NHO Home Bone Home

Rocky Horror

I have been wanting to do some faux stone wall panels for some time and have not found a satisfactory method ... until now.  Other methods I have attempted turned out to be too slow, too costly or yielded unsatisfactory results, or a combination of these.

This method is extremely easy to do if you have the tools, but it does take a little bit of practice (although if you have developed "a feel" for airbrushing, you will take to this like a newborn "pure-blood" takes to fresh meat).

This technique as far as I know, is original, as I have not seen nor heard of anyone else doing it this way, but if anyone has run across it drop me a line please, as I would like to check it out.

The main difference between this and other methods is the use of a sandblaster.  While not a real common tool in most home workshops, they are relatively inexpensive and very versatile.  The model that I used to create the following test panel is a small unit from Harbor Fright, which uses a pressurized media tank ... retails for like $80.  One word of caution; sandblasting takes ALOT of air to run constantly.  Smaller compressors (under 5hp) will take some "catching-up time."

I'm not going spew about how to use a sandblaster or all the safety crap that goes along with it and I don't have MSDS's for any of this ... so if you choose to try this method, you are on your own!

Okay, okay on with it


Air compressor (the larger the better)

Sandblaster and sand

Propane (or Butane) Torch

Foam board (thickness of your choice, I used 1 inch)

Paint, Gray and Black (like that's something new to haunters)


The following picture is a close-up of the texture that is achieved on the blue Dow foamboard.  Obviously, the sandblaster is used to form the indentations which are the mortar joints between the stones.  Additionally, I textured the stones themselves adding fissures and such to make them more convincingly realistic looking.

The sandblasting process is VERY fast, as the soft foam is no match for the intense pressurized stream of abrasive.  You have to move in quite fast and deliberate strokes (similar to airbrushing).  For the mortar grooves, the tip is quite close to the surface ... about 1 1/2" I would guess.  For the stone texturing, I backed away from the surface to about 6 to 8 inches.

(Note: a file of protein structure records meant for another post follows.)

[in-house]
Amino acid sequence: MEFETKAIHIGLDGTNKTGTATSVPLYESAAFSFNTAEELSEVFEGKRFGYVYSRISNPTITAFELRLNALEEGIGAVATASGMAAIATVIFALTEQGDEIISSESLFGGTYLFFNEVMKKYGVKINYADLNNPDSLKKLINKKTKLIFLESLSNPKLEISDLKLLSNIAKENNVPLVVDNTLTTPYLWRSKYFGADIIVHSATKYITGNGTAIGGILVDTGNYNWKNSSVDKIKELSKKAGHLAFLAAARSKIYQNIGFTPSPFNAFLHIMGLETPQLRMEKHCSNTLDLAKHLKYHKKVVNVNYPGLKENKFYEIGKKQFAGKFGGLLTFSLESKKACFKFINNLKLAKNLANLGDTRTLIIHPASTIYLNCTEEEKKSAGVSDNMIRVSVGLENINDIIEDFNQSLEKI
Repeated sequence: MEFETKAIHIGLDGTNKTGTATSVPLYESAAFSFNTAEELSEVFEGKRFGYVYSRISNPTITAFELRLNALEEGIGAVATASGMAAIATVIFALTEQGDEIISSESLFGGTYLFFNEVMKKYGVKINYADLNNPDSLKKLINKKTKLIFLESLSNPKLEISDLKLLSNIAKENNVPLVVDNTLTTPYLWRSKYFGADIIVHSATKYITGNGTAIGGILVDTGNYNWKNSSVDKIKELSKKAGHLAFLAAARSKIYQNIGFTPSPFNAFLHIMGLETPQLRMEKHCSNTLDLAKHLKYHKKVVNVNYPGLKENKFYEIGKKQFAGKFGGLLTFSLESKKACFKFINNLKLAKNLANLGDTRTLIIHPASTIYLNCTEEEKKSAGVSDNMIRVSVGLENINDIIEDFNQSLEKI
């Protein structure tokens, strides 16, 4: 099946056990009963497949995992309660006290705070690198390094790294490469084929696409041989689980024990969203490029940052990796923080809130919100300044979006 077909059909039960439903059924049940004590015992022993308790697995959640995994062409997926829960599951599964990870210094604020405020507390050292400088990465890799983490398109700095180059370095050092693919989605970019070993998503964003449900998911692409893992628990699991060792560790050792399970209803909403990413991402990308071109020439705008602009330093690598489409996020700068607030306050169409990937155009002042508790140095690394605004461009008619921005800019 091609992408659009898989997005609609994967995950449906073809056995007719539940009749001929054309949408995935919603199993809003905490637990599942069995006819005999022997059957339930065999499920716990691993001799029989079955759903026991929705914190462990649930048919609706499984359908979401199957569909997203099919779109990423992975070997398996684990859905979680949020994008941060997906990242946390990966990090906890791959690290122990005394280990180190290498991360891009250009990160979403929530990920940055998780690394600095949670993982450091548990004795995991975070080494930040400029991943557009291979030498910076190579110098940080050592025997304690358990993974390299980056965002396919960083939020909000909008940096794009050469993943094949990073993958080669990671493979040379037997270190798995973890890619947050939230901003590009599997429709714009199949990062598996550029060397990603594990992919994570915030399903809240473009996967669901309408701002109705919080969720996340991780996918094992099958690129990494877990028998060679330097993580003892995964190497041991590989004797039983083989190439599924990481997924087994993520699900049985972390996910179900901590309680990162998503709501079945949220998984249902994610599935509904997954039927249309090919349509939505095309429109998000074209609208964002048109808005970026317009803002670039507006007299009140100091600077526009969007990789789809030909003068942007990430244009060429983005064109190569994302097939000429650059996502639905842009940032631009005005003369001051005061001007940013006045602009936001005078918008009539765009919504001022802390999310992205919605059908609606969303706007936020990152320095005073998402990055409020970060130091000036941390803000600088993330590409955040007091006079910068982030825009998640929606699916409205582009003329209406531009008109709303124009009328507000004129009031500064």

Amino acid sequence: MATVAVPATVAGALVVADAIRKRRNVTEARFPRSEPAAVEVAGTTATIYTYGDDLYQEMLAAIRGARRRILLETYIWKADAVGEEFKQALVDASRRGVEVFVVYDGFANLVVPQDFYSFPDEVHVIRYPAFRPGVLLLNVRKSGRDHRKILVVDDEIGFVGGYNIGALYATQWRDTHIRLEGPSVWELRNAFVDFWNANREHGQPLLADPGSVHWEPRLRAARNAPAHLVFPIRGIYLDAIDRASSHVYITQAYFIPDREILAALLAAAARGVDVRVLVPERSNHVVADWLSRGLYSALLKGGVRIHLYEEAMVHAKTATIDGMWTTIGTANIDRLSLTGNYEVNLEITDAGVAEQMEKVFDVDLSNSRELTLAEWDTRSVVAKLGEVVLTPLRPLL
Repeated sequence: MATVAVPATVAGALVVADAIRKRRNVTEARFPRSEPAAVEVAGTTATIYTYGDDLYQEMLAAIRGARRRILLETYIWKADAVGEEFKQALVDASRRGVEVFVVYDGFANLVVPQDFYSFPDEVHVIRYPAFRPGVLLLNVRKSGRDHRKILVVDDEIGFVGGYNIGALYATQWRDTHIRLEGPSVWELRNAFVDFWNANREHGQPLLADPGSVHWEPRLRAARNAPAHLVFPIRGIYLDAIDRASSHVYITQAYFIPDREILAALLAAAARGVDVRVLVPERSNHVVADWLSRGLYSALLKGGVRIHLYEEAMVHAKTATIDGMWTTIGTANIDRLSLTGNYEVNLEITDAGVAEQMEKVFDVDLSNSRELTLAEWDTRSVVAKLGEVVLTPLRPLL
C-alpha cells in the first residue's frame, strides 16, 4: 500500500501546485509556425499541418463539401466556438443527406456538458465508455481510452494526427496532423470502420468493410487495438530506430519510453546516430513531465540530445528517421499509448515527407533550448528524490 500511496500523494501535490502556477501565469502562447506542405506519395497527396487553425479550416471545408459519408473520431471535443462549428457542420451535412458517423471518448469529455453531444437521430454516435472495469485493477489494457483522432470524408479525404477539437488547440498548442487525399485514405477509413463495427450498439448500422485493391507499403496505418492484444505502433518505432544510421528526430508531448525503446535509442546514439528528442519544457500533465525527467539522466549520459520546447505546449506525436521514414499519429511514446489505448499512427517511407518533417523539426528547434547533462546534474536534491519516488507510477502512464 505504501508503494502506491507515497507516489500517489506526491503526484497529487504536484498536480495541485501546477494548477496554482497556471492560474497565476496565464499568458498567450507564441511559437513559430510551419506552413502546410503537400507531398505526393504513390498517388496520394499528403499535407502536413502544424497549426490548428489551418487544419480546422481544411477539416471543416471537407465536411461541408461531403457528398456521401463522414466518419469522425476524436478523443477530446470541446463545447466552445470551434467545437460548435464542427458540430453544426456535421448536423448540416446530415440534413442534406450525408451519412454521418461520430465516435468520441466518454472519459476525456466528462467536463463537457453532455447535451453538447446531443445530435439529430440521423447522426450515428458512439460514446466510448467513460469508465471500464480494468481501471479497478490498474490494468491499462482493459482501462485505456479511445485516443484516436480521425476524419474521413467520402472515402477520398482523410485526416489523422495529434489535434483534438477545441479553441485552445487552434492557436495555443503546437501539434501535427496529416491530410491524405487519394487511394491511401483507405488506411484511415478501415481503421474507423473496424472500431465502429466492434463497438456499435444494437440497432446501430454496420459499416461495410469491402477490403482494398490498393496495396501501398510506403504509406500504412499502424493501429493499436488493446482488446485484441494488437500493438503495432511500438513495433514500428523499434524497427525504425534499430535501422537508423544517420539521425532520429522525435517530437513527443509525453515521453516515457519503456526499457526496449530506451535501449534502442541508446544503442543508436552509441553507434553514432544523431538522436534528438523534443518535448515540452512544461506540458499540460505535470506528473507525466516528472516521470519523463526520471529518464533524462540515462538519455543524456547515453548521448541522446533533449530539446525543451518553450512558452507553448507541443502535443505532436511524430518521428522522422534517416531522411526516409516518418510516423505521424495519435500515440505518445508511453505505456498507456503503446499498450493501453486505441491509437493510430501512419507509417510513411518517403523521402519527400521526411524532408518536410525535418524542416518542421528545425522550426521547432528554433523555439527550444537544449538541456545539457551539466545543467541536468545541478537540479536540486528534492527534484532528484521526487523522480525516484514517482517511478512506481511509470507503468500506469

I intentionally left a spot which was untouched right below here.



Next, I took out the propane torch (I don't love mine as much as Keeba loves hers, but I do like it :-)  Passing over the mortar joints VERY quickly adds some neat texturing, and creates a contrasting texture which is different from the stones.  Again, this is done VERY fast, as the intense heat melts the exposed edges very quickly.  I found it easy to over-do this step.

Again, the untouched spot on the surface can be seen right under here.



An extreme close-up of the finished mortar joint after painting can be seen here.  To paint, I took the Wagner airless sprayer and "hosed down" a coat of very thinned out gray.  While not entirely dry, I brushed on some darker gray and black on the stone areas.  After dry, I airbrushed (and brushed) black in the mortar joints.



The finished test panel.



Another shot of the test panel about 1 foot farther away than the above shot ... LOL.

What I really like about the results of this method is that it looks just as good or better the closer you get to it.  And best of all ... it's easy, cheap and FAST.  I am guessing that I can make a 4 foot by 8 foot panel in less than 30 minutes (not counting paint drying time).  That works for me.

This is just a sneak preview of a test panel.  More finished stuff to come (if I can remember to keep the camera close).

Have fun, and enjoy.  Haunt on!!